WHEN THE ANGELS SING: INTERVIEW BY MICHAEL LIMNIOS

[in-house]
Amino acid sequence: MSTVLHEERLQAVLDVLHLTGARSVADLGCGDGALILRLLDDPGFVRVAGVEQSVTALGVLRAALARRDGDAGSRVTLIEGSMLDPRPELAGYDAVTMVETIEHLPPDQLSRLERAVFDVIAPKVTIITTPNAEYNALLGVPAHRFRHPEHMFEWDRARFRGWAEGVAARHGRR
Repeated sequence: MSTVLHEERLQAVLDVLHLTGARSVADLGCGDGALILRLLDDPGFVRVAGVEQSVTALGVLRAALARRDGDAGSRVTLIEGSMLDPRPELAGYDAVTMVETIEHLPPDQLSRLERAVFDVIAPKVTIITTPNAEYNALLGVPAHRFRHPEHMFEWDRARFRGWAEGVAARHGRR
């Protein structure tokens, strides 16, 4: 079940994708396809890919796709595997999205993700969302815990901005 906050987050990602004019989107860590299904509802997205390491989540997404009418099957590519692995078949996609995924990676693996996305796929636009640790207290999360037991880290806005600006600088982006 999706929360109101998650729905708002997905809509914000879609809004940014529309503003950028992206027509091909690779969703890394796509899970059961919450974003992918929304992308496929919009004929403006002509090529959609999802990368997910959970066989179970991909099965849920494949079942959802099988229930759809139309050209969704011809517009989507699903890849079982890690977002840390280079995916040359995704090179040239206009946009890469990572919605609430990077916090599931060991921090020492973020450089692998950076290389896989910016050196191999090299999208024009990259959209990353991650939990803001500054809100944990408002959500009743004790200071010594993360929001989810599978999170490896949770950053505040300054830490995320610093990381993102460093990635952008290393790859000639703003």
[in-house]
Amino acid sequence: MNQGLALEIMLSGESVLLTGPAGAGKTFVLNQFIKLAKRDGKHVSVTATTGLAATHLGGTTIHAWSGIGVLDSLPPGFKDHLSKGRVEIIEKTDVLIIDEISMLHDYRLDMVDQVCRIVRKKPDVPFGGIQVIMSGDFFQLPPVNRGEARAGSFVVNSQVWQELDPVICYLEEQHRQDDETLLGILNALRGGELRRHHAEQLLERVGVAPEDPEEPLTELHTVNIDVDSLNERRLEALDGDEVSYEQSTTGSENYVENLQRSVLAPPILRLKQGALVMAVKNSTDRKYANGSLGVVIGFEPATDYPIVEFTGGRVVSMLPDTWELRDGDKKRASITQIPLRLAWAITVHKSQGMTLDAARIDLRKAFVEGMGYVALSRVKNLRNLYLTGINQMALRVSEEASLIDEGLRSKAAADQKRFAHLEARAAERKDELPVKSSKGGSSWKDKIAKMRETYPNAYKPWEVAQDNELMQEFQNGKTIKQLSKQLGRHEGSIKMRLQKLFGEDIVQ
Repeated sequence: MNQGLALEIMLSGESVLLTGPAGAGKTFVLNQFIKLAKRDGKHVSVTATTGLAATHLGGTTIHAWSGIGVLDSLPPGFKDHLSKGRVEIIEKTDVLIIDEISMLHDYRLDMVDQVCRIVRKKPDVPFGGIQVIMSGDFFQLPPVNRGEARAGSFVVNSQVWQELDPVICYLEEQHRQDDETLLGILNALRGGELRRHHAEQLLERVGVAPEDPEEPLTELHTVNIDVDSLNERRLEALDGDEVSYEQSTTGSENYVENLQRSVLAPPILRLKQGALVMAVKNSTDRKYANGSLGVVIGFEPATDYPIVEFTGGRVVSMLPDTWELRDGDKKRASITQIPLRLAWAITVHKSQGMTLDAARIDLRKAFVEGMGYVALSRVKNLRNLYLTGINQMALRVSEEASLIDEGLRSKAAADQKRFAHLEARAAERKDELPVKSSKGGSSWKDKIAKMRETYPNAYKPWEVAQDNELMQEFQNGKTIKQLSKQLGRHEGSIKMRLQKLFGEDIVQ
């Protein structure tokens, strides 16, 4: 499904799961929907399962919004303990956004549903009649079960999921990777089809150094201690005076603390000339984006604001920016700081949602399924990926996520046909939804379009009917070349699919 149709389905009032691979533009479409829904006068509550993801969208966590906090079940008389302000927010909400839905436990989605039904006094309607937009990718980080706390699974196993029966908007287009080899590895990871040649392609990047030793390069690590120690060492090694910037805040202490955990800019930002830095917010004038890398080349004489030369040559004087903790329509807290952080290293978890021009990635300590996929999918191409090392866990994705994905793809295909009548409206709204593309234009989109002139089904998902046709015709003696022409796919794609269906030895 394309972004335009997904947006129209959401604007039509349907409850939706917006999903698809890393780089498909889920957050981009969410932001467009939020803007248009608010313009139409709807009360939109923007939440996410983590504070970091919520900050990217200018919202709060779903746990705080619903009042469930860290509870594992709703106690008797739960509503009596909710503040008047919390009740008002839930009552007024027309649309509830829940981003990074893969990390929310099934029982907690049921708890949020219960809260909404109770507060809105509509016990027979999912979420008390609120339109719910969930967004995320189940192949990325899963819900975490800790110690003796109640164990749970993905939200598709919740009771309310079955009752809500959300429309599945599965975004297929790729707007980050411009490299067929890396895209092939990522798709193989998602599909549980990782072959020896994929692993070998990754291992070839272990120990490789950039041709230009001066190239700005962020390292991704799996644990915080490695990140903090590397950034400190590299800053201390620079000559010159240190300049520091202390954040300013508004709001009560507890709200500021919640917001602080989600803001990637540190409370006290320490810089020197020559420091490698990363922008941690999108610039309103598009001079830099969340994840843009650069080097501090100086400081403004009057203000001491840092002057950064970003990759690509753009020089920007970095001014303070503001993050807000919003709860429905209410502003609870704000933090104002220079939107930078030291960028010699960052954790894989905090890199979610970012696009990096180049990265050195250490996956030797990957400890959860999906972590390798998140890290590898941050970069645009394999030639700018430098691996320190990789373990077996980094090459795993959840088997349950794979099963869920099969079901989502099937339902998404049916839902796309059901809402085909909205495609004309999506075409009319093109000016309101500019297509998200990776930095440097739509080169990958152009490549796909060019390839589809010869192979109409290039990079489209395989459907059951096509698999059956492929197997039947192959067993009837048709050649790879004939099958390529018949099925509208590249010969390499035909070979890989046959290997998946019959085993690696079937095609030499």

John Tytell is an American writer and academic, whose works on such literary figures as Jack Kerouac, Ezra Pound, Allen Ginsberg, Henry Miller, and William S. Burroughs, have made him both a leading scholar of the Beat Generation, and a respected name in literature in general. He was born in Antwerp, Belgium, in 1939, shortly before the Nazi invasion forced his family to flee the country. He grew up in New York City, studied at the City College of New York, and worked as a graduate reader at New York. He also began teaching at Queens College in 1963 and has been professor of English there since 1977. The impetus for the first book, Naked Angels, was a paper that Tytell presented at "The Last Lecture Series" held by Queens College, entitled: The Beat Generation and the Continuing American Revolution. Tytell's book, Ezra Pound: The Solitary Volcano earned him a nomination for the Pulitzer Prize in 1987, and established him as a major chronicler of America's most important Men of Letters, and has never gone out of print. This career-making book was quickly followed by Passionate Lives, a study of both English and American writers, and the relationships that helped form their creative visions. The Living Theatre: Art, Exile and Outrage saw Tytell casting his eye from literature to the stage, where he saw the same rebellious spirit typified in The Beat culture and the Living Theatre. Tytell next teamed up with his wife, Mellon Tytell, whose photographic study of many Beat literary figures mirrored his own writing, to produce the book, Paradise Outlaws. The book is an overarching picture of both the major and minor figures of the Beat Generation. The book can be seen as a follow up to Naked Angels, but with the added advantage of a twenty-five year removed perspective, to the lasting importance of the now widely recognized literary movement--a movement he first brought into the realm of legitimacy. Reading New York, published in 2003 is Tytell's most recent work, and can be seen as a hybrid of memoir, biography of American writers, history of New York, as well as literary criticism.